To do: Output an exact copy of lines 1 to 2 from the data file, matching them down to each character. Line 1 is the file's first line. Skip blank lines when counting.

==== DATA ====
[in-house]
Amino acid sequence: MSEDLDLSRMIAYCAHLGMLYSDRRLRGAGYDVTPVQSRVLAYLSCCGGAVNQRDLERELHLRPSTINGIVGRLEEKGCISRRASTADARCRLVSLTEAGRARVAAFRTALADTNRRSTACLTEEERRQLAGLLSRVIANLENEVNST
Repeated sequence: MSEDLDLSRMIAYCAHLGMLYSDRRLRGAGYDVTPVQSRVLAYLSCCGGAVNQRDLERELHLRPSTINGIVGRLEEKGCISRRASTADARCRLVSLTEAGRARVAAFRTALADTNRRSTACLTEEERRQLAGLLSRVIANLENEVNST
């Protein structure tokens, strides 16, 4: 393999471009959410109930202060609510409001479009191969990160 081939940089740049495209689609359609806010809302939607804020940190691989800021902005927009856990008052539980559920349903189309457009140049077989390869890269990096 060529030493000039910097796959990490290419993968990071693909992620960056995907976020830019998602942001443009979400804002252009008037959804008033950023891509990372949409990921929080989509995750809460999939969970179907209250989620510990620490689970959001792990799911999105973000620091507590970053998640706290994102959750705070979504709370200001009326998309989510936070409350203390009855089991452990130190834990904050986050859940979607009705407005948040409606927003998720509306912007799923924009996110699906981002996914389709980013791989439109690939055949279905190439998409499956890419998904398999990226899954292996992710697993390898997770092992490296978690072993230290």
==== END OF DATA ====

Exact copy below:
[in-house]
Amino acid sequence: MSEDLDLSRMIAYCAHLGMLYSDRRLRGAGYDVTPVQSRVLAYLSCCGGAVNQRDLERELHLRPSTINGIVGRLEEKGCISRRASTADARCRLVSLTEAGRARVAAFRTALADTNRRSTACLTEEERRQLAGLLSRVIANLENEVNST